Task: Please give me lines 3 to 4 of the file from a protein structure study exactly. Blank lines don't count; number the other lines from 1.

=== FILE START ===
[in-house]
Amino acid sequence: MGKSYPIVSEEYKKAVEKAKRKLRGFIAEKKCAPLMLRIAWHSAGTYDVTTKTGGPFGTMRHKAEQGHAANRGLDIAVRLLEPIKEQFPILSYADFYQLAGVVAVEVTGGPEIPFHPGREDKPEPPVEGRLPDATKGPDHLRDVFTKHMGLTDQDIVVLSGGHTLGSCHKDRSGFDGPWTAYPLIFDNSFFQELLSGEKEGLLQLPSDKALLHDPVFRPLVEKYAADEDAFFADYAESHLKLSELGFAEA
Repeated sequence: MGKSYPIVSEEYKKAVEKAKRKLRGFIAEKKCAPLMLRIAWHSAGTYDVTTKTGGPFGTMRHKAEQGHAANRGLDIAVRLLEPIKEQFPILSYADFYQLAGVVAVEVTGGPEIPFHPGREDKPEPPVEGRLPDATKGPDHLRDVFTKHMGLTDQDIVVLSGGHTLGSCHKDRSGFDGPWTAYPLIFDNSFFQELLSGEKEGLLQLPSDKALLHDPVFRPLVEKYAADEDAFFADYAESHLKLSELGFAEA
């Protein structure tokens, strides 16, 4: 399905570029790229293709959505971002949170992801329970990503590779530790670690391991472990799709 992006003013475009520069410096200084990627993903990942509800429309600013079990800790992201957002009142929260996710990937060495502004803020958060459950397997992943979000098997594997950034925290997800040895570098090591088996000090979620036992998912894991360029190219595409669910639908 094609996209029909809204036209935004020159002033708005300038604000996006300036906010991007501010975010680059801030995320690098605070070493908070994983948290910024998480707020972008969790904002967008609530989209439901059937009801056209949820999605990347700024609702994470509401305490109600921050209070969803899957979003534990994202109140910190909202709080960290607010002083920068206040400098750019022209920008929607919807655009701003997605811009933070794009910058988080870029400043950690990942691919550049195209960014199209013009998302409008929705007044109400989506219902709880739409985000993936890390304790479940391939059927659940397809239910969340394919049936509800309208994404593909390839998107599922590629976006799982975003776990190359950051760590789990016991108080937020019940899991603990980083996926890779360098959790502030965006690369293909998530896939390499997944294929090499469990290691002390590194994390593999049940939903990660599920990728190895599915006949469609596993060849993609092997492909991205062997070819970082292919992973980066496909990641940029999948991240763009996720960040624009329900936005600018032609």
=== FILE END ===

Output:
Repeated sequence: MGKSYPIVSEEYKKAVEKAKRKLRGFIAEKKCAPLMLRIAWHSAGTYDVTTKTGGPFGTMRHKAEQGHAANRGLDIAVRLLEPIKEQFPILSYADFYQLAGVVAVEVTGGPEIPFHPGREDKPEPPVEGRLPDATKGPDHLRDVFTKHMGLTDQDIVVLSGGHTLGSCHKDRSGFDGPWTAYPLIFDNSFFQELLSGEKEGLLQLPSDKALLHDPVFRPLVEKYAADEDAFFADYAESHLKLSELGFAEA
């Protein structure tokens, strides 16, 4: 399905570029790229293709959505971002949170992801329970990503590779530790670690391991472990799709 992006003013475009520069410096200084990627993903990942509800429309600013079990800790992201957002009142929260996710990937060495502004803020958060459950397997992943979000098997594997950034925290997800040895570098090591088996000090979620036992998912894991360029190219595409669910639908 094609996209029909809204036209935004020159002033708005300038604000996006300036906010991007501010975010680059801030995320690098605070070493908070994983948290910024998480707020972008969790904002967008609530989209439901059937009801056209949820999605990347700024609702994470509401305490109600921050209070969803899957979003534990994202109140910190909202709080960290607010002083920068206040400098750019022209920008929607919807655009701003997605811009933070794009910058988080870029400043950690990942691919550049195209960014199209013009998302409008929705007044109400989506219902709880739409985000993936890390304790479940391939059927659940397809239910969340394919049936509800309208994404593909390839998107599922590629976006799982975003776990190359950051760590789990016991108080937020019940899991603990980083996926890779360098959790502030965006690369293909998530896939390499997944294929090499469990290691002390590194994390593999049940939903990660599920990728190895599915006949469609596993060849993609092997492909991205062997070819970082292919992973980066496909990641940029999948991240763009996720960040624009329900936005600018032609």